Jen Kearney keeps it organic in theory
August 8, 2008
ASPEN Back in the late 90s, when Jen Kearney was playing in the rock trio Kearney Square named not after the musician, exactly, but after a well-known spot in her hometown of Lowell, Mass. she did not, presumably, require much background in music theory, or the ability to write out charts for her bandmates.Her latest project, however, is a different story. In Jen Kearney and the Lost Onion, the singer, guitarist and keyboardist is backed by a sizable horn section. The music often veers into complex Latin grooves, beat out by multiple percussionists. And several of the players surrounding Kearney come equipped with degrees from Bostons Berklee College of Music, raising the level of the musical dialogue from rock band to quasi-orchestra.Kearney didnt take any classes in the interim. Instead, she worked extensively with Yahuba, a percussionist who had studied at Berkeley. She listened to a lot of Latin music. And she did what she has done for as long as she has been into music namely, keeping her ears open.I rely on my ear a lot, said Kearney, who appears in a stripped-down duo for three nights, Friday through Sunday, Aug. 8-10, at Ruths Chris Steakhouse in Aspen. Im not a very good mathematical thinker. Im not against theory, but I approach music very organically.On the evidence of Eat, the 2006 album by Jen Kearney and the Lost Onion, those ears go a long way toward replacing classroom training. The album, featuring eight Kearney originals, is well beyond the rock trio form in terms of sophistication and arrangement. There are tempo changes, dense horn sections, and at times, a full immersion into Latin rhythms. With Kearneys Stevie Wonderish voice leading the way, it can sound almost like a soul symphony.Kearneys family has a long history of turning away from the academic setting for its music lessons. Her grandfather, a Sicilian-born violinist, was offered a scholarship to the New England Conservatory. But he had to turn it down to sell vegetables at Haymarket an open-air produce market in Bostons North End, said Kearney. Her grandfather continued to play, however, as did Kearneys mother, a singer, and her uncle, who played piano, guitar and clarinet. Come the holidays, the family would arrange Motown hits for four-part harmonies.Kearney herself enrolled in the music program at the University of Massachusetts, Lowell. Her lack of ability to read music, however, left her lagging behind, and her formal education ended quickly.I cut my losses and went back to the street education I was getting: open mics, hootenannies, playing on the streets, in bars, she said.Kearney hasnt found the lack of a degree to be much of a hindrance to getting her ideas across. Its a disadvantage only is someone asks for a horn chart, she said. I cant do anything that complicated. But most bands dont operate that way, anyway. I can sing a part to them, and they can get it.From the sound of Eat, much of her education came from listening to vintage Stevie Wonder. She calls his influence huge.You certainly dont seek out to emulate anyone, she said. But if you listen to someone enough, its going to come out. And a lot of people have said we have a similar vocal range, so hi songs were easy for me to sing.And I listened to a lot of stuff I thought he might be into: old R&B and blues, and Latin stuff, which I know he listened to in the 70s.For her Aspen appearance, Kearney will be joined just by guitarist Carl Johnson; the dates were set up to piggyback on full-band dates in Denver and at the Boulder Fringe Festival.Kearney appears with the Lost Onion at least once a month in the Boston area, and has brought the group to dates around the Northeast. But making a full-time thing of such a big band is out of the question for the moment, so Kearney supplements her income with a day job: teaching vocal students.I know enough theory to teach somebody something, she said.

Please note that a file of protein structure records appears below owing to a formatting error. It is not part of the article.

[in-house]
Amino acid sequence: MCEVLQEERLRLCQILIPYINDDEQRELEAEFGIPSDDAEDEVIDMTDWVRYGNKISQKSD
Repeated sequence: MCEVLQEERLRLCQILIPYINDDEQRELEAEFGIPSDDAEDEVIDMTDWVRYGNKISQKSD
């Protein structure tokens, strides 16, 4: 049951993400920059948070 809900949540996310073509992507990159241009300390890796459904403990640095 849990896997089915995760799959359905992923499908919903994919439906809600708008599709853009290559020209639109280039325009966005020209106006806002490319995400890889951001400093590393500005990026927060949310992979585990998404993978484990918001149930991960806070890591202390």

Jen Kearney performs Friday through Sunday, at 6:30 p.m., at Ruths Chris Steakhouse in Aspen.email@example.com